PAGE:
Thursday, June 30, 2016

Life in the middle of the Pacific

Hi everyone,
It's Gudrun here for a change. Normally I don't have it in me to do a blog update while on night watch, as I'm usually anxiously watching "Guy", our beautiful yellow and blue spinnaker dancing around the front of the boat, making sure he doesn't get up to any mischief, (like collapsing), watching the wind speed and direction and making sure we stay on course. I have not yet mastered the art of reading, writing or watching movies on nightshift. Tonight is a little different, however, as we are motoring. The wind died just as the sun went down, and so with a motor running, and no sails up, I can focus some of my attention on this little screen!

We are starting to lose track of days, as each day tends to be the same as the day before. We've noticed that our nights start later, but so do our mornings. We've probably moved into a different time zone, but we won't change our watches until we get to the Marquesas. When I came on deck at 7 this morning, it was still dark. The sun only started peeking out from the horizon at about 7:30am, a far cry from waking up to bright sunlight around 5:00am in Panama!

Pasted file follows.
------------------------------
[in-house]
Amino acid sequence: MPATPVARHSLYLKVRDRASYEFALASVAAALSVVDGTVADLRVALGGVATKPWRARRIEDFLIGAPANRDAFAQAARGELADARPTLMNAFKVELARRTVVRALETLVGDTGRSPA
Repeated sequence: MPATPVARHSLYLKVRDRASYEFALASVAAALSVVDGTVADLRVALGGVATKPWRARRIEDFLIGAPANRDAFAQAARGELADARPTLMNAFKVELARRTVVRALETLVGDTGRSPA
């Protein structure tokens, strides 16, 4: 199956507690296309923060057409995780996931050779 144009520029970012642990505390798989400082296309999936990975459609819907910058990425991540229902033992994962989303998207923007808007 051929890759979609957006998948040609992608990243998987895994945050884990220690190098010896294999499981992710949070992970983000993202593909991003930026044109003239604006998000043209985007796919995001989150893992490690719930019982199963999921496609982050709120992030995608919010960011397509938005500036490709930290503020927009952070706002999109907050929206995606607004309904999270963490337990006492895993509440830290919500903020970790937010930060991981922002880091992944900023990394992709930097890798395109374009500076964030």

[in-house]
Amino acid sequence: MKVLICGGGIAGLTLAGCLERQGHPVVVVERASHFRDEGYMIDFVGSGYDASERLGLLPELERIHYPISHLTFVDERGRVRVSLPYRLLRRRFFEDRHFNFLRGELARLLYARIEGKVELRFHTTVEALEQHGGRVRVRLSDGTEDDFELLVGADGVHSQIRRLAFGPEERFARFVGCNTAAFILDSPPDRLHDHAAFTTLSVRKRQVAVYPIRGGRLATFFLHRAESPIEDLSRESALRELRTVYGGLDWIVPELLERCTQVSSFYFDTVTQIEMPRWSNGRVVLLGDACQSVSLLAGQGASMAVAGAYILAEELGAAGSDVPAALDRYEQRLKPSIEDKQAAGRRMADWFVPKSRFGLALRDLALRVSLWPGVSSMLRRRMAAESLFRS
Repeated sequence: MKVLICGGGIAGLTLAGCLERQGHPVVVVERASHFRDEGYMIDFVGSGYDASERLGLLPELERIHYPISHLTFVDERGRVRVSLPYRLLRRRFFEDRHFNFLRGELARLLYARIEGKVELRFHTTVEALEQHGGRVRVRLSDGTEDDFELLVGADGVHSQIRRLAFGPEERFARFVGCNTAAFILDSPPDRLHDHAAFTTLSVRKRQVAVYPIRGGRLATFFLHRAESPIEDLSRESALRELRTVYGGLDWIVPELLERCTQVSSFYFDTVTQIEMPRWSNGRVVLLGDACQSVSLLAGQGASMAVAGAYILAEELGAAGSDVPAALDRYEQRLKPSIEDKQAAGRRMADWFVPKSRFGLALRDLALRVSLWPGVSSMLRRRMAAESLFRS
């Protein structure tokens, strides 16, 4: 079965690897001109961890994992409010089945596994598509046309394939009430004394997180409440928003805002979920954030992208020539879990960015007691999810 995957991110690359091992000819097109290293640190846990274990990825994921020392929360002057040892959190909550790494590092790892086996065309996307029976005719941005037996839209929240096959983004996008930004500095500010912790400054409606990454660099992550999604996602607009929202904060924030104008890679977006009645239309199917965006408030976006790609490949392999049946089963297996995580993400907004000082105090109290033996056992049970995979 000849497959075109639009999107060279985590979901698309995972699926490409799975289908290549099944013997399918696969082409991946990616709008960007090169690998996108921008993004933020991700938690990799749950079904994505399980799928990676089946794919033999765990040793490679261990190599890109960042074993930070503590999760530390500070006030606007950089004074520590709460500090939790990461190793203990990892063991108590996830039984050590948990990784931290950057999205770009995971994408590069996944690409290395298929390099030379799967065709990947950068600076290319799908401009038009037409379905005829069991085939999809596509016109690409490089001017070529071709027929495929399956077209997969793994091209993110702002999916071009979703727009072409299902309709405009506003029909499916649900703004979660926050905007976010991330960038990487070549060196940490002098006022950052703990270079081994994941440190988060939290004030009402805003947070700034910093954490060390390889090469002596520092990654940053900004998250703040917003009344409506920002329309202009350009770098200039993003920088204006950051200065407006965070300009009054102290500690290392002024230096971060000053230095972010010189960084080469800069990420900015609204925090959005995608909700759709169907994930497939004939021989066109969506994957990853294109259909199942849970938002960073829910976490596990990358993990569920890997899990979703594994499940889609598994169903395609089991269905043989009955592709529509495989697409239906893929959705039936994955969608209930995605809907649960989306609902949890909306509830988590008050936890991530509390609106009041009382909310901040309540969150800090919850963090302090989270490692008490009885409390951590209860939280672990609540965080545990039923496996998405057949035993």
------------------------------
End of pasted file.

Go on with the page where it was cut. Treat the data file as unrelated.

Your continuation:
Around this time sleepy bodies start appearing, and the person who has been on the last shift will usually go back to bed to try and get some rest. The kettle is boiled and tea and coffee are made, cereal and oatmeal prepared. Our days revolve very much around food!! Sometimes Gaby, not yet fully awake, will ask me, "Mommy, what's for dinner?"! At 8:00am Dave gets to "call the aliens", his morning check-in on the SSB radio. Adrian coined this phrase due to the static "ring, ring, boing, boing" noise the radio makes!

Since we've run out of fresh bread, my mission has been to bake bread. This task takes up my whole morning! Prepare, mix, knead, rise, punch down, rise, rollout, put in pan, rise again, bake...phew!!! It's definitely still a work in progress, but I think I produce d a half decent loaf today!! Fresh bread with butter and jam was on the menu for lunch today!